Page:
All hail ProComp!, we once were impelled, for it hath shown that teachers' unions and reformers can work together for good. Not so fast. Now we learn from Education Week that Denver's teachers' union, "in a recent newsletter, called on teachers to prepare for a strike if negotiations [to reform ProComp] fall through." ProComp, you may recall, is Denver's well-meaning but rather weak-kneed merit pay plan, enacted in 2004 through a much-ballyhooed union-district partnership. It was understood that the program's specifics would be renegotiated every three years. Thus, the city's school district (which just posted big test score gains), led by Superintendent Michael Bennet, recently proposed changes to ProComp that would raise the starting teacher salary from $35,000 to $44,000 and would bump from $1,067 to $2,925 the bonuses that teachers who work in hard-to-staff schools, or who teach subjects such as math and science, could earn. These changes are specifically targeted to attract more high-quality teachers and increase retention. The union, however, doesn't get it--it's stonewalling Bennet's proposals and wants a 3.5 percent increase in the salaries of all educators. How a 3.5 percent boost will attract new, talented teachers to the district and then retain them is unclear; it's also unclear how the union's plan is different from the imprecise, across the board salary schedules to which ProComp was intended to be an alternative. Work with the unions, yes we can?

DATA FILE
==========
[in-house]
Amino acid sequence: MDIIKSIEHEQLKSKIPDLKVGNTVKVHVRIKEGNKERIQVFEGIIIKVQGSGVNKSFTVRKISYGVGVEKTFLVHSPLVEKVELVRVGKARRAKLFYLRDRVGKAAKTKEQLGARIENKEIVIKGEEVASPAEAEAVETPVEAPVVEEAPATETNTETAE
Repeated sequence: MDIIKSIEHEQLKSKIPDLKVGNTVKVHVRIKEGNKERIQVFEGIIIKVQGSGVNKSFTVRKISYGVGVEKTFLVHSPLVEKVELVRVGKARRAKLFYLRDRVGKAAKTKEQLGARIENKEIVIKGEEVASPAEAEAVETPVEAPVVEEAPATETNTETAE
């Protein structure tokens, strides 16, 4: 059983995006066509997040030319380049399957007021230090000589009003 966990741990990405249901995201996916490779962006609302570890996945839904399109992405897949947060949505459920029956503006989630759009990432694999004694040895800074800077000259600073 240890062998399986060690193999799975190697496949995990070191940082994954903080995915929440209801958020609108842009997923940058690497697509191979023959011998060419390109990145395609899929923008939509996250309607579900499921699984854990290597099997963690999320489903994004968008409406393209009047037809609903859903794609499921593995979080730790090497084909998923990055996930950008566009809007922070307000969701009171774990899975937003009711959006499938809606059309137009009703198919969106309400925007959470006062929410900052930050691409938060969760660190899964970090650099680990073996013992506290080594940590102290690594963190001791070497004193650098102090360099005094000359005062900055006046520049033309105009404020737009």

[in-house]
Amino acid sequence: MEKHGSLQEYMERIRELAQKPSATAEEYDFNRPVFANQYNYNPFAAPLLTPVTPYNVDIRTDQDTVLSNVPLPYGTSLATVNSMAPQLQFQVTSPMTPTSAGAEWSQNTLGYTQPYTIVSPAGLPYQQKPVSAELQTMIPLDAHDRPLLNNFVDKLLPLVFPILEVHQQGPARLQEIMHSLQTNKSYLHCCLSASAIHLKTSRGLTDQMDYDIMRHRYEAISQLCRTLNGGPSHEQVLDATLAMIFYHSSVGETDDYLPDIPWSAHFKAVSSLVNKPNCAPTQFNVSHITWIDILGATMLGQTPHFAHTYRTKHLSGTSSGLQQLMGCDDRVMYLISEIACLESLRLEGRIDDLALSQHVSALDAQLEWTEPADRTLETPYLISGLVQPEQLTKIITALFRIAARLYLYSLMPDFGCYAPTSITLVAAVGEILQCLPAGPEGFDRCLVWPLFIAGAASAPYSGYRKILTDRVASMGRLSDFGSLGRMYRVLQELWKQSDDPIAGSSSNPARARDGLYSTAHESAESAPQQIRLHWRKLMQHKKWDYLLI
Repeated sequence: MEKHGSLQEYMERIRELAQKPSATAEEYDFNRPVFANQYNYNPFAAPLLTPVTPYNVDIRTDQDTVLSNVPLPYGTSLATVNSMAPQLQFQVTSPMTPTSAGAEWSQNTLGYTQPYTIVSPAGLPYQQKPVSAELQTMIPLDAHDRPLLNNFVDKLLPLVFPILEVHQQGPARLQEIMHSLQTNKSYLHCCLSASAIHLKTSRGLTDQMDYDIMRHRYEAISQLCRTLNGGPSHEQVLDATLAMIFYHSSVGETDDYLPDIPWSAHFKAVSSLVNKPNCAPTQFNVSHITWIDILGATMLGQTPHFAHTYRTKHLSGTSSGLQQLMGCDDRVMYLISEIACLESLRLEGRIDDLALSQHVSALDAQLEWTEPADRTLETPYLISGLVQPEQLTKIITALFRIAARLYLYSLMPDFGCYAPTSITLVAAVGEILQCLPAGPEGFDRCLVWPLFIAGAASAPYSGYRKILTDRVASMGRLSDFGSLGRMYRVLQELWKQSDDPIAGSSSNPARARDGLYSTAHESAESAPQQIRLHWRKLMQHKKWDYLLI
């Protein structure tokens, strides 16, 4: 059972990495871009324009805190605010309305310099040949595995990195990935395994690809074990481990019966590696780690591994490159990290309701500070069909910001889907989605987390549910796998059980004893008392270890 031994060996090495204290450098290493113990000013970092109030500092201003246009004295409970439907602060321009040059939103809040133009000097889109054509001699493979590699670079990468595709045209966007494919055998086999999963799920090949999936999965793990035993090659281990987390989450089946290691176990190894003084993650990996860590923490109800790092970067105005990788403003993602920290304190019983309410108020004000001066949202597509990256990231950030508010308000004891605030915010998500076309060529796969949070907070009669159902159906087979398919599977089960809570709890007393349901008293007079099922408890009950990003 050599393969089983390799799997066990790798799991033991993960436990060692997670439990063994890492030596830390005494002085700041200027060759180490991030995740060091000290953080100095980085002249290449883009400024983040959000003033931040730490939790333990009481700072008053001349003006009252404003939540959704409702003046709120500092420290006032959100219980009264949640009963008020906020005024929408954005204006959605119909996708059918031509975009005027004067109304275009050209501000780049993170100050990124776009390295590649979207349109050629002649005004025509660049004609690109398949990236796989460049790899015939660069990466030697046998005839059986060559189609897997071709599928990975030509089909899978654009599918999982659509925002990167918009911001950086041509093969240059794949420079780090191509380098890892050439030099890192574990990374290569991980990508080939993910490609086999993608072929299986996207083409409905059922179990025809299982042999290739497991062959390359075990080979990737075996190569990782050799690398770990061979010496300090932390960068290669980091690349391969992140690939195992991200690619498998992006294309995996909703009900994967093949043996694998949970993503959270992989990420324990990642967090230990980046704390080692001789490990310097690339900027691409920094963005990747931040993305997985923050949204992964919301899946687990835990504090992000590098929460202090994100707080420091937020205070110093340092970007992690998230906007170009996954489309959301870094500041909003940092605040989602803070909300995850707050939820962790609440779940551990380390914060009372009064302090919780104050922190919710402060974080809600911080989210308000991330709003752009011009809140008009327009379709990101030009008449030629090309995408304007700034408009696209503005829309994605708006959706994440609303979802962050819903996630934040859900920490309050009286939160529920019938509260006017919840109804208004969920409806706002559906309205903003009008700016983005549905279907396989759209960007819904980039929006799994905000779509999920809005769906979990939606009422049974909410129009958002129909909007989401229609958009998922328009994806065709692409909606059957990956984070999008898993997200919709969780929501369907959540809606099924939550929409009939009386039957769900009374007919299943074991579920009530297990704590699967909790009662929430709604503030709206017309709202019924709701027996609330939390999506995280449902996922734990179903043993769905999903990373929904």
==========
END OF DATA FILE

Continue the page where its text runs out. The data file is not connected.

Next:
"Model Plan of Merit Pay in Ferment," by Vaishali Honawar, Education Week, July 28, 2008